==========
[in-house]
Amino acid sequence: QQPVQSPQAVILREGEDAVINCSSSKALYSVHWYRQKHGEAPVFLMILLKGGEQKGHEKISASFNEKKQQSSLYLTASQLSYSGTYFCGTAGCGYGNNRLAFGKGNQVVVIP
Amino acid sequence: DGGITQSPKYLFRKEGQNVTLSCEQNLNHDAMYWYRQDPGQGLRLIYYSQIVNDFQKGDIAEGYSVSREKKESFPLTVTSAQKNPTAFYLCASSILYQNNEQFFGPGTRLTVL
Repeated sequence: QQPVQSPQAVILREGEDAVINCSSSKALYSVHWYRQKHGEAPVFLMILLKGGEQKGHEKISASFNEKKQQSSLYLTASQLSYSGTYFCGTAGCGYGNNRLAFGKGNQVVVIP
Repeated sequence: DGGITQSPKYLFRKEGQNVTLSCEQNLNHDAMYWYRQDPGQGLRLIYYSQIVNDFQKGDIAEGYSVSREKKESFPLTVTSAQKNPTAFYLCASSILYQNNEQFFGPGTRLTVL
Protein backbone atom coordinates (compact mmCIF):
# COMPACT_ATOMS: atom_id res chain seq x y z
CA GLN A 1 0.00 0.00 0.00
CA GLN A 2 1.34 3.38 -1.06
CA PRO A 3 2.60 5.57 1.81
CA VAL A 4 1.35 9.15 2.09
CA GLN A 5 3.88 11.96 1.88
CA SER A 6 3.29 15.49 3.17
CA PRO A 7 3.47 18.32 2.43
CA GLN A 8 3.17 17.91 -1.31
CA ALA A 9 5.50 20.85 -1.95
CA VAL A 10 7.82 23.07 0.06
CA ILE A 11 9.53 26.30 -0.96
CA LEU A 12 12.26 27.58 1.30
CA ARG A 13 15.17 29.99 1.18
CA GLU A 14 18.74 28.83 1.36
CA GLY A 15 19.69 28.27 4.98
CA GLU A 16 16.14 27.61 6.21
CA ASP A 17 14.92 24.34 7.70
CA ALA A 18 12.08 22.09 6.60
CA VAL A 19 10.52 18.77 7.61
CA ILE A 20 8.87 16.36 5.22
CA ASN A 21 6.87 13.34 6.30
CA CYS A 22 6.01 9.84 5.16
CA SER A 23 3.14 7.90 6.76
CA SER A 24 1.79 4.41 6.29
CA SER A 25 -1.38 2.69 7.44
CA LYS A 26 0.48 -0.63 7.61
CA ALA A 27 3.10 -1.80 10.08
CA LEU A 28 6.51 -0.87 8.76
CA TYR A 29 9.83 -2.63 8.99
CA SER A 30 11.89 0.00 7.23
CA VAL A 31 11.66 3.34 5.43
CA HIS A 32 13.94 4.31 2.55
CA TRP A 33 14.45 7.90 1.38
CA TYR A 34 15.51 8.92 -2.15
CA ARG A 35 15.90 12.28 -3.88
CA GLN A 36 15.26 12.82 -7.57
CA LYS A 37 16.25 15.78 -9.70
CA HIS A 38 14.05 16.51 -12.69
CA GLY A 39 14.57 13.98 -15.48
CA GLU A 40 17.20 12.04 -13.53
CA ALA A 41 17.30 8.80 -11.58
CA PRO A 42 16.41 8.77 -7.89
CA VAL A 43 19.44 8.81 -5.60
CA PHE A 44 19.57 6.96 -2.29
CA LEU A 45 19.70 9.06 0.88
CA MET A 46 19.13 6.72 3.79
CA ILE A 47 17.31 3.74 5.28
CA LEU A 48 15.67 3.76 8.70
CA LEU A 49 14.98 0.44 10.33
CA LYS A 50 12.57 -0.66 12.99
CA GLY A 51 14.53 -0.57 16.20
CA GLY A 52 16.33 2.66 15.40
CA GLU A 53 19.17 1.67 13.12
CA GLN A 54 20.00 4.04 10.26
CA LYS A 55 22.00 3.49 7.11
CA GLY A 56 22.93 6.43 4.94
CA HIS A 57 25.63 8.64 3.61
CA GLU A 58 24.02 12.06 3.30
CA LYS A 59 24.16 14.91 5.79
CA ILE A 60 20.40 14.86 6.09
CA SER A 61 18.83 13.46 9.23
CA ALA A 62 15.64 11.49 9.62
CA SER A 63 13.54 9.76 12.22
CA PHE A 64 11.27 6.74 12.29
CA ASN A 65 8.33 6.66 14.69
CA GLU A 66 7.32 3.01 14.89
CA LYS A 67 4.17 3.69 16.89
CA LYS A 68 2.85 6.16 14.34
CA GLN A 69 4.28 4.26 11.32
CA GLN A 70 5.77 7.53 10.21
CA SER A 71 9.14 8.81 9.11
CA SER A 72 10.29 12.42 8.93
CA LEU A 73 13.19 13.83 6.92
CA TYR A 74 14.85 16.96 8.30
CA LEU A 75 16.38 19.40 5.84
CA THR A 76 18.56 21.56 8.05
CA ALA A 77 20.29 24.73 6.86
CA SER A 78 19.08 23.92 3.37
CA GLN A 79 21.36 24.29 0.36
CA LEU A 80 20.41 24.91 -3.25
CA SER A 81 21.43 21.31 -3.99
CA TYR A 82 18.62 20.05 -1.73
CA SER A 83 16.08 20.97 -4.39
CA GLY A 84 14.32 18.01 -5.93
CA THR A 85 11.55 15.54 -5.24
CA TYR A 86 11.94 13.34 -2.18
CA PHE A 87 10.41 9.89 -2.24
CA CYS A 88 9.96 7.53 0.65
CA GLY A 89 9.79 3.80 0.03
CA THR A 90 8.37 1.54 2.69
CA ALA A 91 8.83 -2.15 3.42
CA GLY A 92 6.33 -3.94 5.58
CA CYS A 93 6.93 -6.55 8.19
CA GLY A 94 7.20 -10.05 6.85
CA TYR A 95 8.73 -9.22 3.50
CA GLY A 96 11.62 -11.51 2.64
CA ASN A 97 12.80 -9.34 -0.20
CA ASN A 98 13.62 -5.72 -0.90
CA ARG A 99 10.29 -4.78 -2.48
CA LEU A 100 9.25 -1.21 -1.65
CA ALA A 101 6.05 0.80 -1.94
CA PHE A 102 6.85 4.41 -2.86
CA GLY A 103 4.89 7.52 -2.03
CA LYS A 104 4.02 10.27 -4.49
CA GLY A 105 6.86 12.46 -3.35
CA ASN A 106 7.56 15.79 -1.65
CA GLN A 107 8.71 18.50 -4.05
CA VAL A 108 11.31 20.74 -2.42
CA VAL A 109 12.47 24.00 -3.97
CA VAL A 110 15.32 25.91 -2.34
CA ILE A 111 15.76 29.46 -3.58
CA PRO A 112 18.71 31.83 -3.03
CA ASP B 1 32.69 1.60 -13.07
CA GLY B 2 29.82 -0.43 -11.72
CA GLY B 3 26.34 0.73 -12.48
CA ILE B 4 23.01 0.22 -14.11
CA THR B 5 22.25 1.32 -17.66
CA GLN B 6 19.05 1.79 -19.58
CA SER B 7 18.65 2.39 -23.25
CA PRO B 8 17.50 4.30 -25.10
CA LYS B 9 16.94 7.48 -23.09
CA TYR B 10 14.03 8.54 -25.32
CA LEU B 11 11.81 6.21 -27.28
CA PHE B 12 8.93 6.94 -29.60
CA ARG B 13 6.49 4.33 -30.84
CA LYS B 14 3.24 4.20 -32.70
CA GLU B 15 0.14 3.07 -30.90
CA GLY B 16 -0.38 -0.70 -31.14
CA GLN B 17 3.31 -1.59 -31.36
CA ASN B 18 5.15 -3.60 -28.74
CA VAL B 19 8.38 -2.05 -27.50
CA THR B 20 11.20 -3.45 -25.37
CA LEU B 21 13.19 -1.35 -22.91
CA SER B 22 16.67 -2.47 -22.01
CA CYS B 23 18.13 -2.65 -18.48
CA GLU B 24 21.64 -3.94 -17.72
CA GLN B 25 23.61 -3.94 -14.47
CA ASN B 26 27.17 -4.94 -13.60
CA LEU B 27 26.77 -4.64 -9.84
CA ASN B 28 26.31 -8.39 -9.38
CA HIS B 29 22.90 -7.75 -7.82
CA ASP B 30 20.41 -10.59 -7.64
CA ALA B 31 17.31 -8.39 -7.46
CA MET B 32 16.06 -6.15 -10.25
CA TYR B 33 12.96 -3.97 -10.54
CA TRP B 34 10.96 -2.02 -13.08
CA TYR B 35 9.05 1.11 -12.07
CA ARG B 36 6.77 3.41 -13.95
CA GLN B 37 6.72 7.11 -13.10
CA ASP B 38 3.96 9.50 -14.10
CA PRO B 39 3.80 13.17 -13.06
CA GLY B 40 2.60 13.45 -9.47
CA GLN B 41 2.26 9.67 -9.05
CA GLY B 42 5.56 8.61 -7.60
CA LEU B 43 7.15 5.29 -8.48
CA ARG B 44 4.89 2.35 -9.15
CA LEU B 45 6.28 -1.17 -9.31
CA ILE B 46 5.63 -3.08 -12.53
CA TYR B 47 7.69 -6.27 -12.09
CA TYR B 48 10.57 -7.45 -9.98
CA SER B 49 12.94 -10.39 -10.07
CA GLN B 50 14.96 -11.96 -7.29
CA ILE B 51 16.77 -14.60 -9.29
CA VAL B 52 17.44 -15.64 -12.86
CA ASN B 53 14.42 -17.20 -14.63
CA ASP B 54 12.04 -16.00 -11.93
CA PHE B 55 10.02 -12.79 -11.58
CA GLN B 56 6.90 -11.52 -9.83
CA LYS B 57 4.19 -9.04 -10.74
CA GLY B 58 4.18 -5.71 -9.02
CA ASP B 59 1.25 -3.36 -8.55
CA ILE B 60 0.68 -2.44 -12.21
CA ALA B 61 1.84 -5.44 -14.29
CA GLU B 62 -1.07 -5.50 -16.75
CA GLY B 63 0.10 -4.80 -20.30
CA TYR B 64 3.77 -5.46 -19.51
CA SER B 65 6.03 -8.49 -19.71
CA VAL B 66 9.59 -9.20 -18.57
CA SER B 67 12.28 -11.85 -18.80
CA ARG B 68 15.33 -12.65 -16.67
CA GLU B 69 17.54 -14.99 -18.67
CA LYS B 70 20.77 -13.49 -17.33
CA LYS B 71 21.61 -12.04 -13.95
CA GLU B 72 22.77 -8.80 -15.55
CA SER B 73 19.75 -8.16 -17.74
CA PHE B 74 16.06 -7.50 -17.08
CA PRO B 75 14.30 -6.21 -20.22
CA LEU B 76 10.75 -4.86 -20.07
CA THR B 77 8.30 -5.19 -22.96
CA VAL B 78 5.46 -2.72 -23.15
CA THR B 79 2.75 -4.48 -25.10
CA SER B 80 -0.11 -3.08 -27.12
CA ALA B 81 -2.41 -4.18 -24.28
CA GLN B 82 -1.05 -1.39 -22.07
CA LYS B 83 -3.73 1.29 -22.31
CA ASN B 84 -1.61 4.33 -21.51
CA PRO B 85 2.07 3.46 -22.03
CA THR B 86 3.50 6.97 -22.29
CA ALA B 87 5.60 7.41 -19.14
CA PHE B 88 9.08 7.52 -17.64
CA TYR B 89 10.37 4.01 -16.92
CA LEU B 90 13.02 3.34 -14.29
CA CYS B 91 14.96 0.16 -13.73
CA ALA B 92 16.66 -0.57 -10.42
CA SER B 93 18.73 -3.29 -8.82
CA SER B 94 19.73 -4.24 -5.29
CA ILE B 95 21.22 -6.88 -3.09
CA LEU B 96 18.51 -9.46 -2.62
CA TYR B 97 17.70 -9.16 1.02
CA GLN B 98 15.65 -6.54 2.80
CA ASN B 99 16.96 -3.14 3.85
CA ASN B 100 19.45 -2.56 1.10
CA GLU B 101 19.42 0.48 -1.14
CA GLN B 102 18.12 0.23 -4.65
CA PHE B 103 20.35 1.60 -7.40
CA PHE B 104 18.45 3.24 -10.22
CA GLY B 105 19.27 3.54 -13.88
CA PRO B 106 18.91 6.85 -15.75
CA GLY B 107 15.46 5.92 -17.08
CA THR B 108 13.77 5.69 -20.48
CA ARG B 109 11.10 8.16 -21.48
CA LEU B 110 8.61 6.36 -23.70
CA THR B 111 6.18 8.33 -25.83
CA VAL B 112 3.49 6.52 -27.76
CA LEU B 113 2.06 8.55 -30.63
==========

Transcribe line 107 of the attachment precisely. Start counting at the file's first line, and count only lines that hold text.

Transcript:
CA LEU A 100 9.25 -1.21 -1.65